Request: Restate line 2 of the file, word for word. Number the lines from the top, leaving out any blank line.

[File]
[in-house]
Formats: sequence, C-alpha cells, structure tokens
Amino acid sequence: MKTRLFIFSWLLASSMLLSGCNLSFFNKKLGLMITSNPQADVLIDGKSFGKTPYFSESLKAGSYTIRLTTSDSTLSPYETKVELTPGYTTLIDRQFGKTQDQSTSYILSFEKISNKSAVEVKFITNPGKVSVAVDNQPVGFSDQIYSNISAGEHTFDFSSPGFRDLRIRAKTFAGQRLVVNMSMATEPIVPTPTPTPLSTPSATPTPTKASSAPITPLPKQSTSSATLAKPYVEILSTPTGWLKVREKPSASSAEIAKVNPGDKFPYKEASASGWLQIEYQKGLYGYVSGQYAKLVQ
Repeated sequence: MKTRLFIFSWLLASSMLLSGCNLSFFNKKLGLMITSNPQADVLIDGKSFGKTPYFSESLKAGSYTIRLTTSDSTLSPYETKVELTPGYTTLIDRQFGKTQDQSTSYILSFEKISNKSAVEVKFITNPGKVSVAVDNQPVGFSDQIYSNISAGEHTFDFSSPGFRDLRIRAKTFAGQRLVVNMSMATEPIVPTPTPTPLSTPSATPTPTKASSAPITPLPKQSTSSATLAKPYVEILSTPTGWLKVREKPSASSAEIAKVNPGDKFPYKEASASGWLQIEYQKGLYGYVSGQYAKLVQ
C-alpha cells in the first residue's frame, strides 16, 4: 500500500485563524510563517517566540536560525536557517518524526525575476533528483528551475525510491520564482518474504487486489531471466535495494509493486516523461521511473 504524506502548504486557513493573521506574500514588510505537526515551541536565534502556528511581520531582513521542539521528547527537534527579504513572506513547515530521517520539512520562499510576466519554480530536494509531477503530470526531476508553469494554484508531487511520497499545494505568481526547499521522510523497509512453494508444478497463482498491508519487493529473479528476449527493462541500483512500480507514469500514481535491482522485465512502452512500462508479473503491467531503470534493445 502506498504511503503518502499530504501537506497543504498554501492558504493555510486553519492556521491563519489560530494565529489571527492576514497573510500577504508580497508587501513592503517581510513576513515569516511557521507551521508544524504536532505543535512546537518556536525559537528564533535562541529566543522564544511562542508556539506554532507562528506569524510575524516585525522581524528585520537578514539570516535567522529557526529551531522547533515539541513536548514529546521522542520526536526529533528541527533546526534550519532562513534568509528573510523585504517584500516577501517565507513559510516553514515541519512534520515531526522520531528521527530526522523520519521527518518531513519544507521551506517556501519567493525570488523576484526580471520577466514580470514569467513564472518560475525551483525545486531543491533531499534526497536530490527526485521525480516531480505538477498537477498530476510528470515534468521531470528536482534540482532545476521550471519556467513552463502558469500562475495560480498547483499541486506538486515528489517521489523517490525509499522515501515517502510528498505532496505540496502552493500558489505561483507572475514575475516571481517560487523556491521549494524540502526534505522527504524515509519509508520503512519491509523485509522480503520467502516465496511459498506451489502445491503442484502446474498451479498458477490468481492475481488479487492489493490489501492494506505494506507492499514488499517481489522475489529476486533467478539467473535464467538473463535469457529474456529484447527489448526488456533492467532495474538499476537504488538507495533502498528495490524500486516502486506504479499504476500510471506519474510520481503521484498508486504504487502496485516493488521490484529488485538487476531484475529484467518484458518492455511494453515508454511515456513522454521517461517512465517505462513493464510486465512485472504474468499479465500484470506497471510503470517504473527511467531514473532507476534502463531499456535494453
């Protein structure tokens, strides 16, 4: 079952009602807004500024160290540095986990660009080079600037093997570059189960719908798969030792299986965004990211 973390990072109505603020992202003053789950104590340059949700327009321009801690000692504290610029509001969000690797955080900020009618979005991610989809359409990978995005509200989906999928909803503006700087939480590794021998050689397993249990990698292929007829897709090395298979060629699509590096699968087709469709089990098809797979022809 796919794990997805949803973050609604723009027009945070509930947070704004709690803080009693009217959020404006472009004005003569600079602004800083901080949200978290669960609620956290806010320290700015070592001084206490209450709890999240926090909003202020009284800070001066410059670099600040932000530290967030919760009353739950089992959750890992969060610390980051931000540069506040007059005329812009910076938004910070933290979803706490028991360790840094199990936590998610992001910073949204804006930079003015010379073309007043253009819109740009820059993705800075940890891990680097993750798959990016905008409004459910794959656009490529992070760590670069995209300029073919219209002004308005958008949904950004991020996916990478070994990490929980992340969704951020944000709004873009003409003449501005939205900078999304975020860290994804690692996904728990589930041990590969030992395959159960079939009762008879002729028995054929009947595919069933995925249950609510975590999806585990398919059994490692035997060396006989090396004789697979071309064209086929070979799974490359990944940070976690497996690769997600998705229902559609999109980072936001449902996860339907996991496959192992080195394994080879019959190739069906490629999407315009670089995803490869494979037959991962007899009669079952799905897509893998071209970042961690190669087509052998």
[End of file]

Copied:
Formats: sequence, C-alpha cells, structure tokens